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500 show up to hear security guru
Seattle Times staff reporter
Since the disclosure last month that the government authorizes warrantless domestic spying, the water-cooler chats and classroom debates have raged over privacy and constitutional rights.
But Bruce Schneier, the security guru who has rock-star status among crypto-philes, offered another take on the matter to a crowd of more than 500 people at the American Civil Liberties Union convention at the University of Washington on Saturday: This computer-eavesdropping stuff doesn't really work.
"When you have computers in charge telling people what to do, you have bad security," said Schneier, who worked for the U.S. Department of Defense in the 1980s.
Schneier, who won't reveal what he did for the Defense Department other than to say it's related to communications and security, said the domestic-eavesdropping program relies on computers to pick up words such as "bomb," "kill" or "president" in conversations and flag the participating parties as potential suspects.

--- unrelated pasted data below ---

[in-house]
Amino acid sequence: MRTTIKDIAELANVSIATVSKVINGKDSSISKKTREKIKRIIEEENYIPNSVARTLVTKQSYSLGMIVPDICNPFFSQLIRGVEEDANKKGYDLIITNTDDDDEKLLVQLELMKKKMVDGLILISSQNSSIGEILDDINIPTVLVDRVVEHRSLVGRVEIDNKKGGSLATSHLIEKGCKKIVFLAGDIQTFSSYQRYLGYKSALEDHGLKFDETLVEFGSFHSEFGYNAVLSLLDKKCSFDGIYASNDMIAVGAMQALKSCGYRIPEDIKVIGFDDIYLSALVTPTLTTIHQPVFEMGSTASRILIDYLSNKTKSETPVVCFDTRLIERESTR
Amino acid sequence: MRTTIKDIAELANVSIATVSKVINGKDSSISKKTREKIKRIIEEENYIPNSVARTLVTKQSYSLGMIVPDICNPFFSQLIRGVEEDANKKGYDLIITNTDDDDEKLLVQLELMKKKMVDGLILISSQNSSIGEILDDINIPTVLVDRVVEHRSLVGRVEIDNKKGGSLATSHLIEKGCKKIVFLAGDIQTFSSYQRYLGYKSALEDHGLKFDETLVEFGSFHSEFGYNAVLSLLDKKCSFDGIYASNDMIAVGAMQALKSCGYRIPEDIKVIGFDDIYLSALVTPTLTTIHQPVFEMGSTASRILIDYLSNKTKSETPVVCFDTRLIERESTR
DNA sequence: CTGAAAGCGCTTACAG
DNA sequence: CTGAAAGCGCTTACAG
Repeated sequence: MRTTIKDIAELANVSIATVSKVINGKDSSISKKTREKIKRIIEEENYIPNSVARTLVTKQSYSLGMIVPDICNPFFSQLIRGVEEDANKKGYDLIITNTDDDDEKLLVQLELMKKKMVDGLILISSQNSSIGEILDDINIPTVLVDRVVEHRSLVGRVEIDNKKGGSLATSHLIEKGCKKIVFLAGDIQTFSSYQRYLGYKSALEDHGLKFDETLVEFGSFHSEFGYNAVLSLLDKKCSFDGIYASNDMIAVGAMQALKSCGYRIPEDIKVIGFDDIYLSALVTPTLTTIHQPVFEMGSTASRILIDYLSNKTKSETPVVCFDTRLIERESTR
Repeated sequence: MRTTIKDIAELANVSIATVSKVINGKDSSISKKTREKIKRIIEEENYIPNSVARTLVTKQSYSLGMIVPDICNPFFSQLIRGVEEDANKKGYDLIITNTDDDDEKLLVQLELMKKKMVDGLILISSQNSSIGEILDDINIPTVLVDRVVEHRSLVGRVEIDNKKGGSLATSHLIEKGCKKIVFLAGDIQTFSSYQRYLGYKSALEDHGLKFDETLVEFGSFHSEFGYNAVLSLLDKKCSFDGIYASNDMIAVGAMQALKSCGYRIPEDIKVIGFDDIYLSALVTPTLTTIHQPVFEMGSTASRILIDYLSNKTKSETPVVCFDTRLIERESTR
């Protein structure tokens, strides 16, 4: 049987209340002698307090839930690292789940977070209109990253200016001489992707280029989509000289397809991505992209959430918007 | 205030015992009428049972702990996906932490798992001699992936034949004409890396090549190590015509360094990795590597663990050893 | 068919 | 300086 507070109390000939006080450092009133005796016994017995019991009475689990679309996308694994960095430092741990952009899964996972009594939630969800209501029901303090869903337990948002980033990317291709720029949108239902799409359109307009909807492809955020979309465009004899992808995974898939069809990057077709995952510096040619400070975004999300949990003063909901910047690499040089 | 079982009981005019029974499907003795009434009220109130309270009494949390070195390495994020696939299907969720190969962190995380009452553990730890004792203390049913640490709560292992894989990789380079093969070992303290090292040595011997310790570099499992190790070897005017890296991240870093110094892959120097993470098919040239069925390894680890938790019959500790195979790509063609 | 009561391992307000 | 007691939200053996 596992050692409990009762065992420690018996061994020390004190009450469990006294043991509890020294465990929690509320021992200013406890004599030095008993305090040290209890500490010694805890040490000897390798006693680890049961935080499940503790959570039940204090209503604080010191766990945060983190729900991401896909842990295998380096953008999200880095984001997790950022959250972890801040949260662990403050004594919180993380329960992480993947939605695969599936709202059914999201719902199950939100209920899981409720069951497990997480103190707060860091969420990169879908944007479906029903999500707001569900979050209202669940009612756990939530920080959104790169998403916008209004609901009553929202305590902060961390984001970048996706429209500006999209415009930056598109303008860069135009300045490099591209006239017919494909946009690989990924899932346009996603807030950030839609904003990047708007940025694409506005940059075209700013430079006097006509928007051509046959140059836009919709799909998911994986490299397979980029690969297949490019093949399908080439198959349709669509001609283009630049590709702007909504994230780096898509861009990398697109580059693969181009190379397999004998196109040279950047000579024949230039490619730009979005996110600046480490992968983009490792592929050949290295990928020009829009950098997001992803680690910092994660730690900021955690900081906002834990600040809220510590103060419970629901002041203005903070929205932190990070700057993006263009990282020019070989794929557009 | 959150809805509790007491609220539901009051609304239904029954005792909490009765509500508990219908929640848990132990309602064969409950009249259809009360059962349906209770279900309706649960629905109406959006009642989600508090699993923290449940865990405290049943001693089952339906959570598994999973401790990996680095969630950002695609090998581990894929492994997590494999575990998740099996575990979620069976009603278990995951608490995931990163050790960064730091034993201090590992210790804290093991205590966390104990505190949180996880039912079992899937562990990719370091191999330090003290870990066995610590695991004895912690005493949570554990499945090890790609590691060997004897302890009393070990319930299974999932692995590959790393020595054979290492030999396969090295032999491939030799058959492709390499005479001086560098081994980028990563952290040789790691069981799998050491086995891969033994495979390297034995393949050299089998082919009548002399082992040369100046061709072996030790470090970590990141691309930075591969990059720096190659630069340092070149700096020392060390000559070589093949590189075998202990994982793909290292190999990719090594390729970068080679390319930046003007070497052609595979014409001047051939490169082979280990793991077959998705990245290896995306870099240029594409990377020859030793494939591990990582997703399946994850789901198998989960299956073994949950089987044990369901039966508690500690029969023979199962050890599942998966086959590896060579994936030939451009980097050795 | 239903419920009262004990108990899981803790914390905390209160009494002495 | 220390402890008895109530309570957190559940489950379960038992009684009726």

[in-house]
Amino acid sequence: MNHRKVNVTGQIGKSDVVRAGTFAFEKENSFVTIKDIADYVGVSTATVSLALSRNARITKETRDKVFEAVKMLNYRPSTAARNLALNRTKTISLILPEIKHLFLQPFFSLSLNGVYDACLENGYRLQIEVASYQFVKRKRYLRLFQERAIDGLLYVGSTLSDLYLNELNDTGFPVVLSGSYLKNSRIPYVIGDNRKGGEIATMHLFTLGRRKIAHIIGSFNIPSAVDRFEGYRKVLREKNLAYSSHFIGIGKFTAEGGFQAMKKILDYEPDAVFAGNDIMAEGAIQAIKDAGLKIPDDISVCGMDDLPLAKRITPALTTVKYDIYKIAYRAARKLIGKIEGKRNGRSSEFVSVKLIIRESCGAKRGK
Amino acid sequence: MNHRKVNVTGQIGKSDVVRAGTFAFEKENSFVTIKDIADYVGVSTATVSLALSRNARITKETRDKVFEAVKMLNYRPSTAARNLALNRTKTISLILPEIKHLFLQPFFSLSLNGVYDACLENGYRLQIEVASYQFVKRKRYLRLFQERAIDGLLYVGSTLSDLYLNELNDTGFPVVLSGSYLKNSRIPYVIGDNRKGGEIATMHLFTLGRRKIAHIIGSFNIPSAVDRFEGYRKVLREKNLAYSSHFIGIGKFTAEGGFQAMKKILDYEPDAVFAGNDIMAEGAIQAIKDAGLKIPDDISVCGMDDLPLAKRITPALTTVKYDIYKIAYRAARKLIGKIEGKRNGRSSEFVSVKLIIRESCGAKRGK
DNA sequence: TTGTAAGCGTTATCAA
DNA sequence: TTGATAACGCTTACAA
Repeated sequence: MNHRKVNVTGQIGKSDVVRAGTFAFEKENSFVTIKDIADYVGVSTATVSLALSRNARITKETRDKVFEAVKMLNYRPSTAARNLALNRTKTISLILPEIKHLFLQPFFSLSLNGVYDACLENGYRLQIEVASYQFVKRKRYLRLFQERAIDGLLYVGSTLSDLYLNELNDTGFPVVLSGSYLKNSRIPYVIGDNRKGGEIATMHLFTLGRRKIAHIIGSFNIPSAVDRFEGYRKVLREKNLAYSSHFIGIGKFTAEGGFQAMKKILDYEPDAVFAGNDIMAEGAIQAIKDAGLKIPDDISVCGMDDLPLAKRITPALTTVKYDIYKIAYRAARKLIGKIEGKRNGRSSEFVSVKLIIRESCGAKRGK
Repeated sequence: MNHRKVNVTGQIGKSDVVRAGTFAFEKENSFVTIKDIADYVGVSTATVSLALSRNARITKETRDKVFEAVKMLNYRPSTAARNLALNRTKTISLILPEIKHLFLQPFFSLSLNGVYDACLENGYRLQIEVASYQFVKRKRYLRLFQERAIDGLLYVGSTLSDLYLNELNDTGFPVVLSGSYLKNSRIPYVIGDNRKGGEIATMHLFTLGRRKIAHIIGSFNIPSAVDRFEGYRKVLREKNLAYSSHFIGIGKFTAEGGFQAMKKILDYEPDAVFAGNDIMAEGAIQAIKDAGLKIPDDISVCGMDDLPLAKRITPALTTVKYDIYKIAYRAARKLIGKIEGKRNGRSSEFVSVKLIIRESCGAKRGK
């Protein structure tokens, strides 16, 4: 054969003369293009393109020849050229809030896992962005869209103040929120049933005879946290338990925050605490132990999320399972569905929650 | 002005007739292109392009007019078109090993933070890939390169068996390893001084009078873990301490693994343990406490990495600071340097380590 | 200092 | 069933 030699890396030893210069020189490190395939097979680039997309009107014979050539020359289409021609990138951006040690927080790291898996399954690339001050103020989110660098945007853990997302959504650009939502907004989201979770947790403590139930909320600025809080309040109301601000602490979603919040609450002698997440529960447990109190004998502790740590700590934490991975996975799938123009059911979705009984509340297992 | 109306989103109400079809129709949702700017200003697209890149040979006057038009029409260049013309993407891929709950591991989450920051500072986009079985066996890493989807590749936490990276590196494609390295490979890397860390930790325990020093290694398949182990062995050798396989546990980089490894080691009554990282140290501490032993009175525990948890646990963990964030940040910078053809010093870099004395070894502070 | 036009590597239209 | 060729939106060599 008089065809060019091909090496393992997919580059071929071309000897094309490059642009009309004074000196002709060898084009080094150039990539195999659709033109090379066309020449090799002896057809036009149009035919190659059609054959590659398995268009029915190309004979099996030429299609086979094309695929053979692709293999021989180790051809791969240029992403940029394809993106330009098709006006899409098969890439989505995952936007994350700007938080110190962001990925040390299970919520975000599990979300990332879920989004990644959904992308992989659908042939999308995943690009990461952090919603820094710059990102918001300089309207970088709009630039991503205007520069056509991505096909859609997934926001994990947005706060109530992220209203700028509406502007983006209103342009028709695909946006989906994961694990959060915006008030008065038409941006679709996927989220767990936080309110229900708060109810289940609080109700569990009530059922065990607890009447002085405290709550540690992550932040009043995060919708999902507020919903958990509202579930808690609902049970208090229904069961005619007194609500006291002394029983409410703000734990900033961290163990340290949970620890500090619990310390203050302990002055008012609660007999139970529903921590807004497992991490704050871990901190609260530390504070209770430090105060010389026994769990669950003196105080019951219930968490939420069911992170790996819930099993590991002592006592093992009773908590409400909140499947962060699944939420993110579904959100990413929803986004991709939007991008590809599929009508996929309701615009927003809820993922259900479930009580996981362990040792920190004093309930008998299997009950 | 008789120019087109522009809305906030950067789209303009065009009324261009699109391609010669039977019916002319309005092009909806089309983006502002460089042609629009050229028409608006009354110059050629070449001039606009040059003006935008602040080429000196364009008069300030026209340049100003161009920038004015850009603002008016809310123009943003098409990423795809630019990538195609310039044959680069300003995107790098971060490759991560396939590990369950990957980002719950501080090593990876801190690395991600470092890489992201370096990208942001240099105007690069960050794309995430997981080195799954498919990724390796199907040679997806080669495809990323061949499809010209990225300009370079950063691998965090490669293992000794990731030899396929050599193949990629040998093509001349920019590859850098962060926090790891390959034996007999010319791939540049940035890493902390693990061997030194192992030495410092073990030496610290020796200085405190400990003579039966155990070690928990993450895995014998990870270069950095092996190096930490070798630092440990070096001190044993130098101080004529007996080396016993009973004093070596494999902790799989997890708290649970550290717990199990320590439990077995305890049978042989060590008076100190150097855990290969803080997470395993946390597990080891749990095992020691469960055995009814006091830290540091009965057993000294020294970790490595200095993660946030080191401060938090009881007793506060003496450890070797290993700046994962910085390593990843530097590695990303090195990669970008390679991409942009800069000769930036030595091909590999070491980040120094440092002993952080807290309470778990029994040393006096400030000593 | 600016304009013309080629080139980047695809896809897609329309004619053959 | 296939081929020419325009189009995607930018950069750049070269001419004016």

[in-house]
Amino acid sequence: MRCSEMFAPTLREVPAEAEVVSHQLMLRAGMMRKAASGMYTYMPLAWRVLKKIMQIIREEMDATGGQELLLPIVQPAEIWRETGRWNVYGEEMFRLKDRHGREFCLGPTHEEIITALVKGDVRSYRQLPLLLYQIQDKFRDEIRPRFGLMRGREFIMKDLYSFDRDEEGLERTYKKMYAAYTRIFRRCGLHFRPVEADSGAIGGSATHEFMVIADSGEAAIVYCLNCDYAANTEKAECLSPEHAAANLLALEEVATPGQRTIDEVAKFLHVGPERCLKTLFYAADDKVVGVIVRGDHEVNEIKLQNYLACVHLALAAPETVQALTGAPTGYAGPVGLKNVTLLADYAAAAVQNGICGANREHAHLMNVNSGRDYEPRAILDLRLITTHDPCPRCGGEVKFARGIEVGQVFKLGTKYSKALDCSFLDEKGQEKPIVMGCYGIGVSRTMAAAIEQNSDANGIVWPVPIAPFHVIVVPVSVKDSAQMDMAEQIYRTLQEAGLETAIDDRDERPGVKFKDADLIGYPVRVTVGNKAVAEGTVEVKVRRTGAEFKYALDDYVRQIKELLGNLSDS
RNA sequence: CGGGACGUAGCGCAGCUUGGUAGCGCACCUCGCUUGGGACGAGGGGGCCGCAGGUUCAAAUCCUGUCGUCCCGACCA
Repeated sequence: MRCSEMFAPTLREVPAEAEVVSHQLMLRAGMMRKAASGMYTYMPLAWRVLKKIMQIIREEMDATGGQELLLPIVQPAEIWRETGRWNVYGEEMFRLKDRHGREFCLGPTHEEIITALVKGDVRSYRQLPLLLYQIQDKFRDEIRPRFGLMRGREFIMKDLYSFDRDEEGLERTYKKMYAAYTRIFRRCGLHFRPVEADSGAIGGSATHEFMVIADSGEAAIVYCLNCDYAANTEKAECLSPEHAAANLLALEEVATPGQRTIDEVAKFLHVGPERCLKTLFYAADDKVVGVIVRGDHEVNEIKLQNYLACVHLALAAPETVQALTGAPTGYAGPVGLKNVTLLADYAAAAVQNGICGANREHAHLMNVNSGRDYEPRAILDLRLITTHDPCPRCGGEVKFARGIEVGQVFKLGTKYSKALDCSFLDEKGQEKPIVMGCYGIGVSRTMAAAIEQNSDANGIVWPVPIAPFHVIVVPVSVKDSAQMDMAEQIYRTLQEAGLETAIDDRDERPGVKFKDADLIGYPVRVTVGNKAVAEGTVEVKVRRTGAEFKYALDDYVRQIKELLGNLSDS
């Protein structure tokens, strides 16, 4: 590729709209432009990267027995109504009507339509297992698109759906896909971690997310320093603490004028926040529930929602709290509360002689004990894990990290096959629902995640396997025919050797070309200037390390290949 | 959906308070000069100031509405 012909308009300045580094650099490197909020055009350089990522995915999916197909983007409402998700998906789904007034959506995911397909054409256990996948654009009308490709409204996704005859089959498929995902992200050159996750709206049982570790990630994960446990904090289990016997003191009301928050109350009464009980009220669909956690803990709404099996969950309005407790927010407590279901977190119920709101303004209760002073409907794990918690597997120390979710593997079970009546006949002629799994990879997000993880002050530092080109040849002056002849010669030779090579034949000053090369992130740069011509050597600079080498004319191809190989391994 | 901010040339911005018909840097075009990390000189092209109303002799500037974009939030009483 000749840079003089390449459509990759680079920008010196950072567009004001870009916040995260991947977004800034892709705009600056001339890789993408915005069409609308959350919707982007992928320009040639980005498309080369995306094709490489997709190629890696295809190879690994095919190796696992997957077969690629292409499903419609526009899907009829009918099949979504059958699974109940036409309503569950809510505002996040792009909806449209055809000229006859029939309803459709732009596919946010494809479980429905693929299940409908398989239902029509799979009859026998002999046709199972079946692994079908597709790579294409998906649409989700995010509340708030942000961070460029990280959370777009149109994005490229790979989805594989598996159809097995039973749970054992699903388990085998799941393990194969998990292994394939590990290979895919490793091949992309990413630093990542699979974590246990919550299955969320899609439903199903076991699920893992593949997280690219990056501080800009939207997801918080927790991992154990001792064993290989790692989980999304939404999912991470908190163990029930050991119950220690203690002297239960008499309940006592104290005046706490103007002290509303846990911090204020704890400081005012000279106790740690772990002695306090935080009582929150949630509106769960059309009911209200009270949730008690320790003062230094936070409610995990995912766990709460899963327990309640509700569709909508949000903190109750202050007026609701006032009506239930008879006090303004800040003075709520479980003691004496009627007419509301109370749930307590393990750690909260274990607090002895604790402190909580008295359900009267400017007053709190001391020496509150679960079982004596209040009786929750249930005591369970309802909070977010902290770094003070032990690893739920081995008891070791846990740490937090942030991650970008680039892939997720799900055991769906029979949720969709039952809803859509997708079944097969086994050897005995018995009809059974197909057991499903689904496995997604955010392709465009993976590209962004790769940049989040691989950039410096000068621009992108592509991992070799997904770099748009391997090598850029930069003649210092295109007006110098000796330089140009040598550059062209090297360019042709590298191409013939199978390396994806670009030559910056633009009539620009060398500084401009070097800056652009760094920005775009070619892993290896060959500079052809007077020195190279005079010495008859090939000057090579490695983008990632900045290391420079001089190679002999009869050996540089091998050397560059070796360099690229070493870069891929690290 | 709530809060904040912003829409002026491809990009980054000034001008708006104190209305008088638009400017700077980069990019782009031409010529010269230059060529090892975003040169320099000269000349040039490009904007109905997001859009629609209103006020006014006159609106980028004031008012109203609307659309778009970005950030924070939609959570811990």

Last month, the Bush administration acknowledged authorizing the National Security Agency to intercept e-mails and phone calls without warrants in cases where one party is outside the United States.
"Technology is static," Schneier said. "It doesn't adapt. But people can adapt to whatever is going on," he said. "You are better off" hiring more FBI agents to gather intelligence.
The security is not worth the cost because the computers generate too many false alarms, Schneier said.
"Replacing people with technology hardly ever works."
With his thinning hair in a ponytail, Schneier looked more like a hippie than a cryptography expert whose books have gained cult status and whose appearances draw standing-room-only crowds.
Here to speak about the nation's concern with security since the Sept. 11, 2001, attacks, the 43-year old Minneapolis resident suggested everyone step back and realize "terrorist attacks are rare. They hardly ever happen."
"Security that requires us to guess right" is not worth the cost because there are too many potential targets, he said.
Tan Vinh: 206-515-5656 or firstname.lastname@example.org
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